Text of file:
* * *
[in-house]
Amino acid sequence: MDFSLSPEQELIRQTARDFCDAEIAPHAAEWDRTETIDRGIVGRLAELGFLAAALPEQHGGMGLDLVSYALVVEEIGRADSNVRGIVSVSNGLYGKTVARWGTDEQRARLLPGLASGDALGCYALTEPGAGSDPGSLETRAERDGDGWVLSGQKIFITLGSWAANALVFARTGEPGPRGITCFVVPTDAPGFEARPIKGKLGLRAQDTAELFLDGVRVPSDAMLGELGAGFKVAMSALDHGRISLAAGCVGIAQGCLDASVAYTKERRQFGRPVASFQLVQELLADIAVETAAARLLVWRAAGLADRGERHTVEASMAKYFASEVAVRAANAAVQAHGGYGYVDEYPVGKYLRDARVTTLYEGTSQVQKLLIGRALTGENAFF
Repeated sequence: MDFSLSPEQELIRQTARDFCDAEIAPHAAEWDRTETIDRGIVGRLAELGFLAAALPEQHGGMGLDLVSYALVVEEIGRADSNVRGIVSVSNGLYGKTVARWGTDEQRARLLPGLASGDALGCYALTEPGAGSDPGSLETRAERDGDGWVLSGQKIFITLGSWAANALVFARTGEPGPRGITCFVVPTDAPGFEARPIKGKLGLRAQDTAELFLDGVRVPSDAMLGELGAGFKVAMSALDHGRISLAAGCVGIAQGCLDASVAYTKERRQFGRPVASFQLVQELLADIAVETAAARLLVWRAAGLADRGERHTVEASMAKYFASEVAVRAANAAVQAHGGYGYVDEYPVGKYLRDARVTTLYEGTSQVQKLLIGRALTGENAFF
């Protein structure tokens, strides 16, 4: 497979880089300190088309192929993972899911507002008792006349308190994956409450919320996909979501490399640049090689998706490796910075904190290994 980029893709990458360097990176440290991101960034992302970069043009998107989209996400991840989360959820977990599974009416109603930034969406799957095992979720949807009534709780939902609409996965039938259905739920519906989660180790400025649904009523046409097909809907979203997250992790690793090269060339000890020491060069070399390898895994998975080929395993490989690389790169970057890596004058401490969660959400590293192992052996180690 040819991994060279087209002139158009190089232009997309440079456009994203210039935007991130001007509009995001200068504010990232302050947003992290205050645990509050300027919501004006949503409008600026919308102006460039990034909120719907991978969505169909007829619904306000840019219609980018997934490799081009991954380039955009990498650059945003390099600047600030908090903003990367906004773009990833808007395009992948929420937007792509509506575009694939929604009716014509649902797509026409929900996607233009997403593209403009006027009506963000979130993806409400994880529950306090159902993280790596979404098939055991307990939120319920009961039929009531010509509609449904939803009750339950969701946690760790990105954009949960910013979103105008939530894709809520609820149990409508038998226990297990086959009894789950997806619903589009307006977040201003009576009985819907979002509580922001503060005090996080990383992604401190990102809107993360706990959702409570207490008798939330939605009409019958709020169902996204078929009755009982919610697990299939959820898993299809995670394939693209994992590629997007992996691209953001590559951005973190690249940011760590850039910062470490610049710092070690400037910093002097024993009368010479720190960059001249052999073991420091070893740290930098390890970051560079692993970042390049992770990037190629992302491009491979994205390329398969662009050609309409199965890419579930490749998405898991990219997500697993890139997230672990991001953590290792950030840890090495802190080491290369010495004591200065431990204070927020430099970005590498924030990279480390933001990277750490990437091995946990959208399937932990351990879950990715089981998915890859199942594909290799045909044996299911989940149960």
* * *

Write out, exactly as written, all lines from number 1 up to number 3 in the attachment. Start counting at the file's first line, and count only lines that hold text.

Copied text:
[in-house]
Amino acid sequence: MDFSLSPEQELIRQTARDFCDAEIAPHAAEWDRTETIDRGIVGRLAELGFLAAALPEQHGGMGLDLVSYALVVEEIGRADSNVRGIVSVSNGLYGKTVARWGTDEQRARLLPGLASGDALGCYALTEPGAGSDPGSLETRAERDGDGWVLSGQKIFITLGSWAANALVFARTGEPGPRGITCFVVPTDAPGFEARPIKGKLGLRAQDTAELFLDGVRVPSDAMLGELGAGFKVAMSALDHGRISLAAGCVGIAQGCLDASVAYTKERRQFGRPVASFQLVQELLADIAVETAAARLLVWRAAGLADRGERHTVEASMAKYFASEVAVRAANAAVQAHGGYGYVDEYPVGKYLRDARVTTLYEGTSQVQKLLIGRALTGENAFF
Repeated sequence: MDFSLSPEQELIRQTARDFCDAEIAPHAAEWDRTETIDRGIVGRLAELGFLAAALPEQHGGMGLDLVSYALVVEEIGRADSNVRGIVSVSNGLYGKTVARWGTDEQRARLLPGLASGDALGCYALTEPGAGSDPGSLETRAERDGDGWVLSGQKIFITLGSWAANALVFARTGEPGPRGITCFVVPTDAPGFEARPIKGKLGLRAQDTAELFLDGVRVPSDAMLGELGAGFKVAMSALDHGRISLAAGCVGIAQGCLDASVAYTKERRQFGRPVASFQLVQELLADIAVETAAARLLVWRAAGLADRGERHTVEASMAKYFASEVAVRAANAAVQAHGGYGYVDEYPVGKYLRDARVTTLYEGTSQVQKLLIGRALTGENAFF